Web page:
This film, even if it has a dark and depressive ambient, owns a curious tone that even children can enjoy. One of the greatest films about childhood and one of the treasures of Spanish filmography.
10. Mon oncle d’amerique (Alain Resnais, 1980)
From all the movies on the list, this one is the hardest to describe and conjure up to the viewer (even including the two Tarkovsky films). Even if it’s not as frequently talked about as “Hiroshima mon amour” or “Last Year at Marienbad”, this Resnais feature can comfortably be included in the company of his masterpieces. Partly crafted as a documentary, this is a story (multiple interconnected ones, actually) about people’s happiness, observed through the researches of psychologist Henri Laborit, who also serves as a narrator in this complex film.
The title itself is a metaphor, which can be misleading at first sight, but as the movie goes on you can see that everything makes sense. “American Uncle” can be interpreted as a representation of a dream come true, alluding on the fictive dictum that America is the land of dreams. But it is up to the viewer to form their own interpretation. Gilded by a terrific actor lining, especially Gerard Depardieu (this is his best movie that won a prize in this competition), this is a hard read, where repeated viewing is mandatory.
9. Cinema Paradiso (Giuseppe Tornatore, 1988)
One of the most beloved movies of all time, it is not a surprise that in 1988 it collected every single award it possibly could. The truth is, when you look a little closer, everyone can find something to their liking.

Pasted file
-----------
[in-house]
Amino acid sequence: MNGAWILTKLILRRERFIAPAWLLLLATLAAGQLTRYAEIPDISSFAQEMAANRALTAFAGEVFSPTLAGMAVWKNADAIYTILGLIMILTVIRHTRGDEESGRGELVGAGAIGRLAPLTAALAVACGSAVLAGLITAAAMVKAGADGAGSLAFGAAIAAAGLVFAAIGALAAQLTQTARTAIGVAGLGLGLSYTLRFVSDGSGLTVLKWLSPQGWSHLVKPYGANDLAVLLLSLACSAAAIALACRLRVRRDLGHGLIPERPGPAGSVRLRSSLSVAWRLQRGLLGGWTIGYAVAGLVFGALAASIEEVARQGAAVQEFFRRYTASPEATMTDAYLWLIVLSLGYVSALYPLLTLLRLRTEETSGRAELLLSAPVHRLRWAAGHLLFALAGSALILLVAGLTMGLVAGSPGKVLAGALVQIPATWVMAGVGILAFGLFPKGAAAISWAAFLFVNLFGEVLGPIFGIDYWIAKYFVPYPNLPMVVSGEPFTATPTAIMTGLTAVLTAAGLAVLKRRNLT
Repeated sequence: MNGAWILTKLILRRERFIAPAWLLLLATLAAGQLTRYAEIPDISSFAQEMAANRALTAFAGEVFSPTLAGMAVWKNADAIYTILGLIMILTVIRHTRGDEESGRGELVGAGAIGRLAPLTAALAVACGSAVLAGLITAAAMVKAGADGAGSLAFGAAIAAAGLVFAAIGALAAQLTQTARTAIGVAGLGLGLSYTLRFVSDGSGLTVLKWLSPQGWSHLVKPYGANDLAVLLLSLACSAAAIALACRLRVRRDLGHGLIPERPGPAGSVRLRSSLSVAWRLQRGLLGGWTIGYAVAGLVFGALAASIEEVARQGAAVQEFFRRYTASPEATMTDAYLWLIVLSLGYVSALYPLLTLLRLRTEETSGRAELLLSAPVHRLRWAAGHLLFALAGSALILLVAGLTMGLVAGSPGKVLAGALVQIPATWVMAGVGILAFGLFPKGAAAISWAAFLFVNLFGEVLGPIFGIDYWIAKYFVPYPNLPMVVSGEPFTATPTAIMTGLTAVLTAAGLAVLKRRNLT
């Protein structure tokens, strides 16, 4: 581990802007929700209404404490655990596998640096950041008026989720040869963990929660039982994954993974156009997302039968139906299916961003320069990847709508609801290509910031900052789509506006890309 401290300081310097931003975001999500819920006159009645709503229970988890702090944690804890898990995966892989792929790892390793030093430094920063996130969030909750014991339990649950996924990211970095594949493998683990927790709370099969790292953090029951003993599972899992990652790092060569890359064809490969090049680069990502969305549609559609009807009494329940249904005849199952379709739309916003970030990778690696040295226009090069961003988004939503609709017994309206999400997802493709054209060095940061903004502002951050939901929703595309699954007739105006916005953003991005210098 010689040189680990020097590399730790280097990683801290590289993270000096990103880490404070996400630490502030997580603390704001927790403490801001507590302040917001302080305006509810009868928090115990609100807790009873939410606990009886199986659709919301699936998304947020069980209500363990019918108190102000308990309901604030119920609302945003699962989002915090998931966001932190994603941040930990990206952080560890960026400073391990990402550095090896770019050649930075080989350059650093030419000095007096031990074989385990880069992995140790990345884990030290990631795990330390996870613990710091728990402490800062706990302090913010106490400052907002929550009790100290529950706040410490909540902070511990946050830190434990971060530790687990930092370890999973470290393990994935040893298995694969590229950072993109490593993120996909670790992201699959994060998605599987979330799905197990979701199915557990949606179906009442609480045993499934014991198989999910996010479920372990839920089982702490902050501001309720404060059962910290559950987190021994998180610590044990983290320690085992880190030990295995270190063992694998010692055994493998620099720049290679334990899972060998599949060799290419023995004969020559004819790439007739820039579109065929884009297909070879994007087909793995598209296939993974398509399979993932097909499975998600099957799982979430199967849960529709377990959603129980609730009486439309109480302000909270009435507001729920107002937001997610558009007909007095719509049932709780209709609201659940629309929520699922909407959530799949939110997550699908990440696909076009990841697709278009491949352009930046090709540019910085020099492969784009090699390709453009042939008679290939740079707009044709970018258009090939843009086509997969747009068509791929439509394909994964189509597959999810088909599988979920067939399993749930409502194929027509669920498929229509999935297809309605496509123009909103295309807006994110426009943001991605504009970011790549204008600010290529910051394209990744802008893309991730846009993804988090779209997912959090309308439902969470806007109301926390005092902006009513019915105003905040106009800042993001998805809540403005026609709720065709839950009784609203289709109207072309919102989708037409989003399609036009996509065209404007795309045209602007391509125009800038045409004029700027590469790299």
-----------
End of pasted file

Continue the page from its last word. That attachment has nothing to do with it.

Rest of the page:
Those more critical will enjoy the nostalgic throwback at the former era of filmmaking, and casual moviegoers will be drawn in by the warm coming of age story, but no one will regret watching the perfect relationship that Salvatore and Alfredo have. While the kiss compilation plays at the end, even the hardier viewers aren’t left unfazed.
8. Oldboy (Park Chan-wook, 2003)
While not the best, the decision to give this movie an award is certainly one of the most important in the festival’s history, because it opened the doors for Westerners to a remarkable film industry that was, up to that moment, relatively unnoticed. And so, the world was presented with nerve-wrecking thrillers, heartbreaking dramas, and soul-crushing romance masterpieces.
But enough about the Korean New Wave: what makes this particular film so extraordinary? At its core this is a fantastic story of revenge, about how much people are prepared to cross the moral barrier so they can satisfy their wounded psyche, all filtered through a tense and morbid way of storytelling.
Many people will be drawn in by the brutality of the main character, a man imprisoned for 10 years without known reason, as well as the highly stylized violence, something not seen in that measure in Hollywood productions at the time. But what will make them stay is that famous, cathartic ending that will entice expressions that range from dread to torment. A must see!